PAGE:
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Orbital Hybridization and Molecular Orbitals

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  1. Orbital Hybridization and Molecular Orbitals Chapter 9

  2. Historical Models • G.N.Lewis and I. Langmuir • - laid out foundations for molecular structures • - Ionic species were formed by electron transfer • Covalent molecules arise from electron sharing •  cannot predict molecular geometries? • Valence shell electron pair repulsion theory (VSEPR) • - predicts molecular shapes based on valence electrons • uses the Lewis dot structures and electron repulsions to construct models •  how do orbitals allow these geometries? • Valence bond theory (VB) • a molecule arises from interaction (overlap) of complete atoms • binding through localized overlap of half filled valence-shell atomic orbitals retaining their original character (s, p, d, f) •  could not explain experimentally determined molecular properties? • Molecular orbital theory (MO)- a more complete theory • a molecule is formed by the overlap of atomic orbitals to form molecular orbitals • electrons are then distributed into MOs • A molecule is a collection of nuclei with the orbitals delocalized (spread out) over the entire molecule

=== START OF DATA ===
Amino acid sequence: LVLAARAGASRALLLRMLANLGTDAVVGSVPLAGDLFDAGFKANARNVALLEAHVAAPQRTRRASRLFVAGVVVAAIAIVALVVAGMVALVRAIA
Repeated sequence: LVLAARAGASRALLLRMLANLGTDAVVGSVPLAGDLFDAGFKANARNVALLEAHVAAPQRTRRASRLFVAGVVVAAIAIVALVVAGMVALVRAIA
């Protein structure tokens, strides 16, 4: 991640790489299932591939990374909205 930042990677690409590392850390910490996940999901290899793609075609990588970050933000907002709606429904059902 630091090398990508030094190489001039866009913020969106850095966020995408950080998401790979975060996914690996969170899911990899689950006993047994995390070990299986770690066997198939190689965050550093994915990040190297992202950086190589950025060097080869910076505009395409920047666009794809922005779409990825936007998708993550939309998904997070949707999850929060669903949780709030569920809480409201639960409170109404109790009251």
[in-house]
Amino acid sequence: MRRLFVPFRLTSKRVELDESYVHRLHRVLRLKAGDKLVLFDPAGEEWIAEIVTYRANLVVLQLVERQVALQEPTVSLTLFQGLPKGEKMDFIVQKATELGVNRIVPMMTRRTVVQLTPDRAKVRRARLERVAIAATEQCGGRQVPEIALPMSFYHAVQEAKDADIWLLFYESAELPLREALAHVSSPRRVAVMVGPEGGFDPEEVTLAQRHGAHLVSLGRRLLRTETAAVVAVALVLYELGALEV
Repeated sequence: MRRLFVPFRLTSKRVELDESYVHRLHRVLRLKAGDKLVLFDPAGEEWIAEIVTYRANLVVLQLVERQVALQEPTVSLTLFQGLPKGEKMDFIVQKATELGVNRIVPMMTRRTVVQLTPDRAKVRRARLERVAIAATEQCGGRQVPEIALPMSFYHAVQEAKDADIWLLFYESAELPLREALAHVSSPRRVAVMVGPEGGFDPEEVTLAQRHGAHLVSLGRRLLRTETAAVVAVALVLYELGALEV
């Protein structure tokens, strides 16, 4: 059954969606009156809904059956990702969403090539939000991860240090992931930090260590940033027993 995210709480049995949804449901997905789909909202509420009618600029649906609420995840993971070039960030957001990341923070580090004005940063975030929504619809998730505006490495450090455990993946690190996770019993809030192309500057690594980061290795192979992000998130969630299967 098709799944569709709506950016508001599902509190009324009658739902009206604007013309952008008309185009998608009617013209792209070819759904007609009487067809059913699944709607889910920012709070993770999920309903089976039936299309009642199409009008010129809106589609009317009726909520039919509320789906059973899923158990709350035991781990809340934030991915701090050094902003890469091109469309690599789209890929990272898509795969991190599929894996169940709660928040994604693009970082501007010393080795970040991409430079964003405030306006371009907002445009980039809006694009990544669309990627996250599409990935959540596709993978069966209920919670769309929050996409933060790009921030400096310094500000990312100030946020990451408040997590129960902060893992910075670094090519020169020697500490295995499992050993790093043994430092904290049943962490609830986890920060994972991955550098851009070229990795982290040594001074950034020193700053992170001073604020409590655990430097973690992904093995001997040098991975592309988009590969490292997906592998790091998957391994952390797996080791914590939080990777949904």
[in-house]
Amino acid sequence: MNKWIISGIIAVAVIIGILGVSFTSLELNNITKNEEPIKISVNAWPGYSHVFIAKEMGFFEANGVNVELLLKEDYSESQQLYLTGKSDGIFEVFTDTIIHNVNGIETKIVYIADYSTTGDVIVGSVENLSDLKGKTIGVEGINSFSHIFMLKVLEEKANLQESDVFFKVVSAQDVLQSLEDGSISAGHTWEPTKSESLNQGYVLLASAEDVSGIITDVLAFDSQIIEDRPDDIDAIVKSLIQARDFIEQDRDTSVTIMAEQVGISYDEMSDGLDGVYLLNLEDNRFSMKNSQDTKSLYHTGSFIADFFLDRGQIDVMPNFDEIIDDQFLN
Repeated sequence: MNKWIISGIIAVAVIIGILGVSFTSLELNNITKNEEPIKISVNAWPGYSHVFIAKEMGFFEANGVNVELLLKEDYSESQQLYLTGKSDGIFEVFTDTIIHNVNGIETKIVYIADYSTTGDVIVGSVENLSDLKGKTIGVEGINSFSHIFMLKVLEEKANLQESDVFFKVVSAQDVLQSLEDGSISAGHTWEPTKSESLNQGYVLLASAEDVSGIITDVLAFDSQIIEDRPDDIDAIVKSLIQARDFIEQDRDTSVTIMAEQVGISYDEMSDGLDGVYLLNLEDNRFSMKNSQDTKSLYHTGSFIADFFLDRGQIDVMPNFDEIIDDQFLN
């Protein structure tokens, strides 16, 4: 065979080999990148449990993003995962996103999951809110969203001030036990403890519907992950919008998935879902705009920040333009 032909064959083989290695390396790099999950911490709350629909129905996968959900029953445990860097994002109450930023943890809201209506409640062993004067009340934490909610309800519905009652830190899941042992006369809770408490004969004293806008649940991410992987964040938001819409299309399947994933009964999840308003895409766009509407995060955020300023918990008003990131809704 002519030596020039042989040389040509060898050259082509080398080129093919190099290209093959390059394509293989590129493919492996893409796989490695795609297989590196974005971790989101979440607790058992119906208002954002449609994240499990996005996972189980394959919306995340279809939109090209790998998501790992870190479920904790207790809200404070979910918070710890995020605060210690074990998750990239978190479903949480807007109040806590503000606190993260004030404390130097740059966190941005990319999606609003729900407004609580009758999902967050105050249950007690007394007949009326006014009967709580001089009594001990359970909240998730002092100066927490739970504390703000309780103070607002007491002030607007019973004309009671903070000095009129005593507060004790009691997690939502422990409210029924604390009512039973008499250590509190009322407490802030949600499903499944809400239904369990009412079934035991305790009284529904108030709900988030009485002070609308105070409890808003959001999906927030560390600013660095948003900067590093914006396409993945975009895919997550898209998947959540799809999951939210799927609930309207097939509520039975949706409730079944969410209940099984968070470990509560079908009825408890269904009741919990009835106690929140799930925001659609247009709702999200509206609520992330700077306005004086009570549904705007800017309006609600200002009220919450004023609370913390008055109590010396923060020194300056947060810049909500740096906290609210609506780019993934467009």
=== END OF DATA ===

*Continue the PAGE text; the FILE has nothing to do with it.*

3. Valence Bond TheorySigma Bond Formation Two s orbitals overlap Two p orbitals overlap

  4. Valence Bond (VB) Theory Covalent bonds are formed by the overlap of atomic orbitals -Atomic orbitals on the central atom can mix and exchange their character with other atomic orbitals in a molecule -This process is called hybridization -Hybrid Orbitals: create geometries with the same shapes as seen in VSEPR theory

  5. Valence Bond Theory Linus Pauling -valence electrons are localized between atoms (or as lone pairs) -half-filled atomic orbitals overlap to form bonds

  6. Valence Bond (VB) Theory

  7. Molecular Shapes and Bonding In the next sections we will use the following terminology: A = central atom B = bonding pairs around central atom U = lone pairs around central atom

  8. Linear Electronic Geometry: AB2 Some examples of molecules with this geometry are: BeCl2, BeBr2,BeI2, HgCl2, CdCl2 -All of these examples are linear, nonpolar molecules -Important exceptions occur when the two substituents are not the same BeClBr or BeIBr will be linear and polar

  9. Linear Electronic Geometry: AB2 1-p 1-p